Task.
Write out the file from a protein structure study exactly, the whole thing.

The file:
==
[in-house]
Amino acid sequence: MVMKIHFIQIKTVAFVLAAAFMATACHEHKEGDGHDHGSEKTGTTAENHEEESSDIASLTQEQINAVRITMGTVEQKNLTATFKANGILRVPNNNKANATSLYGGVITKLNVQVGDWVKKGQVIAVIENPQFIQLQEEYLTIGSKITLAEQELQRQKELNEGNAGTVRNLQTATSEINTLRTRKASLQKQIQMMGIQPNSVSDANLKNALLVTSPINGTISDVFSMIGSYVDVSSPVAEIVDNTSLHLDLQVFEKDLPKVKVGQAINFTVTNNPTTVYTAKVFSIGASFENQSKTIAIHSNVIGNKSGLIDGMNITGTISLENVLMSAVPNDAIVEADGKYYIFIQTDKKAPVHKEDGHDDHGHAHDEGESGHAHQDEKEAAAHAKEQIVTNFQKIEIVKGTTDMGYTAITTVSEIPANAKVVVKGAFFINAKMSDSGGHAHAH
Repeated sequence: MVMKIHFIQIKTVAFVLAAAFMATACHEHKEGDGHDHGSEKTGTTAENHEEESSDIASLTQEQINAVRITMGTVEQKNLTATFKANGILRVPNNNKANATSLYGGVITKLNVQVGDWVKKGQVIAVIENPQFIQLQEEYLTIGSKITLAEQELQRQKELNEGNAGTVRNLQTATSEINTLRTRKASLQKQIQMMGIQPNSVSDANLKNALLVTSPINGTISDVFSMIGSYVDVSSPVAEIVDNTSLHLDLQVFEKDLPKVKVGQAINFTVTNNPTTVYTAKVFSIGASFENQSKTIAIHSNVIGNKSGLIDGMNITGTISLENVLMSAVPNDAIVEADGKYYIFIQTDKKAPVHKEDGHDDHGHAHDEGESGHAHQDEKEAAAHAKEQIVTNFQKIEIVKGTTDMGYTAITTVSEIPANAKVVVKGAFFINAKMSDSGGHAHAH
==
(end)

[in-house]
Amino acid sequence: MVMKIHFIQIKTVAFVLAAAFMATACHEHKEGDGHDHGSEKTGTTAENHEEESSDIASLTQEQINAVRITMGTVEQKNLTATFKANGILRVPNNNKANATSLYGGVITKLNVQVGDWVKKGQVIAVIENPQFIQLQEEYLTIGSKITLAEQELQRQKELNEGNAGTVRNLQTATSEINTLRTRKASLQKQIQMMGIQPNSVSDANLKNALLVTSPINGTISDVFSMIGSYVDVSSPVAEIVDNTSLHLDLQVFEKDLPKVKVGQAINFTVTNNPTTVYTAKVFSIGASFENQSKTIAIHSNVIGNKSGLIDGMNITGTISLENVLMSAVPNDAIVEADGKYYIFIQTDKKAPVHKEDGHDDHGHAHDEGESGHAHQDEKEAAAHAKEQIVTNFQKIEIVKGTTDMGYTAITTVSEIPANAKVVVKGAFFINAKMSDSGGHAHAH
Repeated sequence: MVMKIHFIQIKTVAFVLAAAFMATACHEHKEGDGHDHGSEKTGTTAENHEEESSDIASLTQEQINAVRITMGTVEQKNLTATFKANGILRVPNNNKANATSLYGGVITKLNVQVGDWVKKGQVIAVIENPQFIQLQEEYLTIGSKITLAEQELQRQKELNEGNAGTVRNLQTATSEINTLRTRKASLQKQIQMMGIQPNSVSDANLKNALLVTSPINGTISDVFSMIGSYVDVSSPVAEIVDNTSLHLDLQVFEKDLPKVKVGQAINFTVTNNPTTVYTAKVFSIGASFENQSKTIAIHSNVIGNKSGLIDGMNITGTISLENVLMSAVPNDAIVEADGKYYIFIQTDKKAPVHKEDGHDDHGHAHDEGESGHAHQDEKEAAAHAKEQIVTNFQKIEIVKGTTDMGYTAITTVSEIPANAKVVVKGAFFINAKMSDSGGHAHAH